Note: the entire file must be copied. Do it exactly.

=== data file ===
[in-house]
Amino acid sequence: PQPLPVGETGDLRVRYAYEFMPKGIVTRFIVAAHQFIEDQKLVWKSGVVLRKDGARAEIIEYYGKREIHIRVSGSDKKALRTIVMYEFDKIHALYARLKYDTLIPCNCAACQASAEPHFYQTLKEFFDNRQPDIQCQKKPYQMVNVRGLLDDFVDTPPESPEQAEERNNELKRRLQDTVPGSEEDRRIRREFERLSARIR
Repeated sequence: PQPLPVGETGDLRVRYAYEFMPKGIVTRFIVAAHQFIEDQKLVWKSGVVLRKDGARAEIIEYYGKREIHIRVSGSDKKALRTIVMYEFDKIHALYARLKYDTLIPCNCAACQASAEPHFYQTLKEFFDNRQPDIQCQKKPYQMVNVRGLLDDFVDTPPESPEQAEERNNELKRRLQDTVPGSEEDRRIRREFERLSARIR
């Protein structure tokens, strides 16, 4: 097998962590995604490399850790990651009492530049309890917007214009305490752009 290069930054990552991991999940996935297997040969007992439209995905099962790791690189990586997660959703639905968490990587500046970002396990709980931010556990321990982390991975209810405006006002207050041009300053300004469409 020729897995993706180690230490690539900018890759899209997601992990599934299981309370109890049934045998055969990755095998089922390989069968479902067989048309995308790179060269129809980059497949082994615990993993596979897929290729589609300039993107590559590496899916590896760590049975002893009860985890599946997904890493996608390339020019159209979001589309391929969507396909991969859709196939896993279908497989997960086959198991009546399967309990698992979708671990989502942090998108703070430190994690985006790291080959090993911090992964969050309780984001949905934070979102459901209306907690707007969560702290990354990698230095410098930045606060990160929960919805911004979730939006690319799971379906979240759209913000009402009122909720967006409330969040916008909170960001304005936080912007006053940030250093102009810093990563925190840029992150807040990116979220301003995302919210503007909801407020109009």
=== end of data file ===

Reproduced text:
[in-house]
Amino acid sequence: PQPLPVGETGDLRVRYAYEFMPKGIVTRFIVAAHQFIEDQKLVWKSGVVLRKDGARAEIIEYYGKREIHIRVSGSDKKALRTIVMYEFDKIHALYARLKYDTLIPCNCAACQASAEPHFYQTLKEFFDNRQPDIQCQKKPYQMVNVRGLLDDFVDTPPESPEQAEERNNELKRRLQDTVPGSEEDRRIRREFERLSARIR
Repeated sequence: PQPLPVGETGDLRVRYAYEFMPKGIVTRFIVAAHQFIEDQKLVWKSGVVLRKDGARAEIIEYYGKREIHIRVSGSDKKALRTIVMYEFDKIHALYARLKYDTLIPCNCAACQASAEPHFYQTLKEFFDNRQPDIQCQKKPYQMVNVRGLLDDFVDTPPESPEQAEERNNELKRRLQDTVPGSEEDRRIRREFERLSARIR
């Protein structure tokens, strides 16, 4: 097998962590995604490399850790990651009492530049309890917007214009305490752009 290069930054990552991991999940996935297997040969007992439209995905099962790791690189990586997660959703639905968490990587500046970002396990709980931010556990321990982390991975209810405006006002207050041009300053300004469409 020729897995993706180690230490690539900018890759899209997601992990599934299981309370109890049934045998055969990755095998089922390989069968479902067989048309995308790179060269129809980059497949082994615990993993596979897929290729589609300039993107590559590496899916590896760590049975002893009860985890599946997904890493996608390339020019159209979001589309391929969507396909991969859709196939896993279908497989997960086959198991009546399967309990698992979708671990989502942090998108703070430190994690985006790291080959090993911090992964969050309780984001949905934070979102459901209306907690707007969560702290990354990698230095410098930045606060990160929960919805911004979730939006690319799971379906979240759209913000009402009122909720967006409330969040916008909170960001304005936080912007006053940030250093102009810093990563925190840029992150807040990116979220301003995302919210503007909801407020109009």